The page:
c. 1300, parchemin (c. 1200 as a surname), "the skin of sheep or goats prepared for use as writing material," from Old French parchemin (11c., Old North French parcamin) and directly from Medieval Latin pergamentum, percamentum, from Late Latin pergamena "parchment," a noun use of an adjective (as in pergamena charta, attested in Pliny), from Late Greek pergamenon "of Pergamon," from Pergamon "Pergamum" (modern Bergama), the city in Mysia in Asia Minor where parchment supposedly first was adopted as a substitute for papyrus in 2c. B.C.E.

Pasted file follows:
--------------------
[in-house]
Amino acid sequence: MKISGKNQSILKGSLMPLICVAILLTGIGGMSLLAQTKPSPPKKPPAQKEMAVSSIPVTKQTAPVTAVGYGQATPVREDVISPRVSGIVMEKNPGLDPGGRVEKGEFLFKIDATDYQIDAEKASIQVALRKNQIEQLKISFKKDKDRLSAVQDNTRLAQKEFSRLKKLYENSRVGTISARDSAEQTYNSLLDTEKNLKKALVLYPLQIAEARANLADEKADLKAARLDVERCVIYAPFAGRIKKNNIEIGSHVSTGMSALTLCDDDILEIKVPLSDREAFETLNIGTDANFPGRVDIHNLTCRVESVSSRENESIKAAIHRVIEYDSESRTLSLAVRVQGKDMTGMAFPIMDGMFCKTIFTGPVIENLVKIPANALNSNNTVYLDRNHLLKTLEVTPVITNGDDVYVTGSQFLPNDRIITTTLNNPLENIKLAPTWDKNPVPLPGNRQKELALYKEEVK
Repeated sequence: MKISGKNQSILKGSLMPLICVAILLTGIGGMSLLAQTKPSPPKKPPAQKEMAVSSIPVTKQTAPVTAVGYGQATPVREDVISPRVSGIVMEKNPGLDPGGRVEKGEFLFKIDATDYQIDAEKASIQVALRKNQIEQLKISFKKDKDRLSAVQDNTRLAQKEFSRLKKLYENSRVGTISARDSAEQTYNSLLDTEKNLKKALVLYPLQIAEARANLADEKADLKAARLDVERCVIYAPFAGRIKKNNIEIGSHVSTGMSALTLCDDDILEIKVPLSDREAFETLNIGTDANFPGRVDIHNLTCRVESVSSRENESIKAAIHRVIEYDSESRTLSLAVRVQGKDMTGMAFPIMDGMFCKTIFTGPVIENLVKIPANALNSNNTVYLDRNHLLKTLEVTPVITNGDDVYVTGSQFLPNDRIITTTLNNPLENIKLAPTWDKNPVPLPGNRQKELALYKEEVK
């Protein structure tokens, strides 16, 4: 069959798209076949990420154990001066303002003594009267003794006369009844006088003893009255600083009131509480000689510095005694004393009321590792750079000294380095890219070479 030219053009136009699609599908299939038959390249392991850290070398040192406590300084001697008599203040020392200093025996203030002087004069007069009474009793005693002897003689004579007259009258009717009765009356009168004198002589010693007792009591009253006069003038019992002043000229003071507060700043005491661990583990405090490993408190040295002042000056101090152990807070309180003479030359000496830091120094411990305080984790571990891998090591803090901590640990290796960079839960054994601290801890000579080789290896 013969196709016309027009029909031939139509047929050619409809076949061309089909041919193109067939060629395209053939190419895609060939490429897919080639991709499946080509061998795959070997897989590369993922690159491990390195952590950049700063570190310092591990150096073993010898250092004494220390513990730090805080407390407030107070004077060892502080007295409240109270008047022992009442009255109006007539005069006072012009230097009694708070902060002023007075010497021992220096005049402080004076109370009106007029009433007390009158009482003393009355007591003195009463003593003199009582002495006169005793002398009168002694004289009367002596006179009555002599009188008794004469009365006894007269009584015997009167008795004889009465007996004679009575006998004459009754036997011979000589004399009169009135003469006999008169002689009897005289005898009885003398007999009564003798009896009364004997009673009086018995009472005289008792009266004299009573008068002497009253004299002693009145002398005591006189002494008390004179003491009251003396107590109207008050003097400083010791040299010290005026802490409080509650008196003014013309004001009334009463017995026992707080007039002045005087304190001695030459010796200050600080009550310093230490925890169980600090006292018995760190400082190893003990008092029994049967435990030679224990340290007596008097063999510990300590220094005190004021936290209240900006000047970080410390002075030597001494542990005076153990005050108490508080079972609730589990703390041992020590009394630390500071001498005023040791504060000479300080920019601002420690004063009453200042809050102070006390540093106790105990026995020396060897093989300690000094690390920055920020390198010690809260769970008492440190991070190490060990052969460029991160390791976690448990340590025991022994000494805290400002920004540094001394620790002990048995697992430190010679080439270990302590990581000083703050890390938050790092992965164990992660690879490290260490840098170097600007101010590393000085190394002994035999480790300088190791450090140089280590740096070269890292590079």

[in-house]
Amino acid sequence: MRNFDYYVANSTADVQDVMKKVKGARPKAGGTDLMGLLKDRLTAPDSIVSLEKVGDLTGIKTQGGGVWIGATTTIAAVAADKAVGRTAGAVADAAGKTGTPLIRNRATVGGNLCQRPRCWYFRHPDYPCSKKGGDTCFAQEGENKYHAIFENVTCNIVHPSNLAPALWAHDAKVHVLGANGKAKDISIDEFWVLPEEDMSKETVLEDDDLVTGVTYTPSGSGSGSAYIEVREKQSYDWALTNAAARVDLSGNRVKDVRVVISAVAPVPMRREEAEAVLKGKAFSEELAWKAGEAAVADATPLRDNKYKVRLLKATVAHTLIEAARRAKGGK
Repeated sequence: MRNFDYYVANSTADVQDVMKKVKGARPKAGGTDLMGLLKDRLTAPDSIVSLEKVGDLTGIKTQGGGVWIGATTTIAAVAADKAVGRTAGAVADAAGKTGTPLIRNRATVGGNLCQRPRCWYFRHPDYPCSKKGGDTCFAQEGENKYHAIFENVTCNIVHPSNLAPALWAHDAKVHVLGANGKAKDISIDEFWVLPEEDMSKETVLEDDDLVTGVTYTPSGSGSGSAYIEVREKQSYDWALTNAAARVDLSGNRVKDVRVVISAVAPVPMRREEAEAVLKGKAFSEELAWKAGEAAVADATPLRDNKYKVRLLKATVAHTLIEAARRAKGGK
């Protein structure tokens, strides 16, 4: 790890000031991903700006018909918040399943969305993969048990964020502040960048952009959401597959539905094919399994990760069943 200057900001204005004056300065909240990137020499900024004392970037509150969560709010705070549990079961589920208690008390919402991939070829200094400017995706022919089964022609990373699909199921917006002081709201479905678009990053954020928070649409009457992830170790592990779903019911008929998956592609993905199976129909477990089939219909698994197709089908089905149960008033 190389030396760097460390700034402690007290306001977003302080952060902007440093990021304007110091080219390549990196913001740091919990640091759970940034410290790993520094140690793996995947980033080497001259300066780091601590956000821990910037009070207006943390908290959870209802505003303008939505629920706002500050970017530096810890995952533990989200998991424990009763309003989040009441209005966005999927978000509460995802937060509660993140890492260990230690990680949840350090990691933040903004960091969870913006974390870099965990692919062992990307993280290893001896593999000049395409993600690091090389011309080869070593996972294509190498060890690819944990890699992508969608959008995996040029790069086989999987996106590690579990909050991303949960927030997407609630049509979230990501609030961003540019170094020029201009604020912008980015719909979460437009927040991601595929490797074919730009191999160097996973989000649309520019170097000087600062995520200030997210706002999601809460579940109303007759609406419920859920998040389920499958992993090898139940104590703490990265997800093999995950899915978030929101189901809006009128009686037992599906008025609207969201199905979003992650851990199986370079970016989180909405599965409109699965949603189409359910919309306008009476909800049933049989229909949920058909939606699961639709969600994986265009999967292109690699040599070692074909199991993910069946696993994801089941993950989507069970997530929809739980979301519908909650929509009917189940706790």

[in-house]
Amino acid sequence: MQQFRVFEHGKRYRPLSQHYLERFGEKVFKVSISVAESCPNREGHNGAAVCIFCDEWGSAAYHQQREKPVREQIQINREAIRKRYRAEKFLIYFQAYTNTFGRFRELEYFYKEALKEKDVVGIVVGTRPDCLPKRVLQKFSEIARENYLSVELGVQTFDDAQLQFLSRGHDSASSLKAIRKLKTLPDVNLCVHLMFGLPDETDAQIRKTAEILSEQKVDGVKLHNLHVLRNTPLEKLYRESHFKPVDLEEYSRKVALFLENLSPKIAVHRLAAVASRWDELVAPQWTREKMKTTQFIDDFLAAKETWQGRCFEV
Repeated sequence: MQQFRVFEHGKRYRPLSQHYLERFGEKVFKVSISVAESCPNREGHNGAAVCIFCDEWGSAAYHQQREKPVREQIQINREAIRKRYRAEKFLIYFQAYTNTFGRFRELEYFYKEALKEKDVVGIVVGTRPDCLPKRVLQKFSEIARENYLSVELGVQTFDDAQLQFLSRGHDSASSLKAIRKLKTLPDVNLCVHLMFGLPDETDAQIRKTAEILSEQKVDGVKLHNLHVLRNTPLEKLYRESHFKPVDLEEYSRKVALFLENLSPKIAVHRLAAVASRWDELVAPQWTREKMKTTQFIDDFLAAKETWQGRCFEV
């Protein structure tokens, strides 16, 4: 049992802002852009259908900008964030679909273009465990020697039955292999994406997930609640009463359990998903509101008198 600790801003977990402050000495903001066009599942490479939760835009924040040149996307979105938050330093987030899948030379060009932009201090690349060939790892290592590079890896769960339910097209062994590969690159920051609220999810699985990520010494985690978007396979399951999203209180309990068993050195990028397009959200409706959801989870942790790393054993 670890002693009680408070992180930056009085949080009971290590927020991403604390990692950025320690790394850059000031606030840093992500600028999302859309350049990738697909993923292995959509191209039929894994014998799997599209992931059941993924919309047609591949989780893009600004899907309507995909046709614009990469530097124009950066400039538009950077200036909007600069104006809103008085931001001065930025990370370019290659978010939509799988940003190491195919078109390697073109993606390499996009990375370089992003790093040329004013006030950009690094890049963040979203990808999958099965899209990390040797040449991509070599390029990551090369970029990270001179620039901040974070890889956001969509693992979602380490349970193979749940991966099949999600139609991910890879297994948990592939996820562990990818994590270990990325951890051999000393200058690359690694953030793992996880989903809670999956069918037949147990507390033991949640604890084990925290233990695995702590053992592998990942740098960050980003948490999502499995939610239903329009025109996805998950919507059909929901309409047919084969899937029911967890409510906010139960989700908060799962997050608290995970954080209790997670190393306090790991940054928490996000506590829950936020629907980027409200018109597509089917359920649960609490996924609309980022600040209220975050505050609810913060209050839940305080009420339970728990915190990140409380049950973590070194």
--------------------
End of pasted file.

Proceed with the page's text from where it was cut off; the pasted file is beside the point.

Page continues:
The form of the word was possibly influenced in Vulgar Latin by Latin parthica (pellis) "Parthian (leather)." The unetymological -t is an alteration in Middle English by confusion with nouns in -ment and by influence of Medieval Latin collateral form pergamentum. The technological advances that led to cheap paper restricted its use largely to formal documents, hence the sense of "a certificate" (by 1888).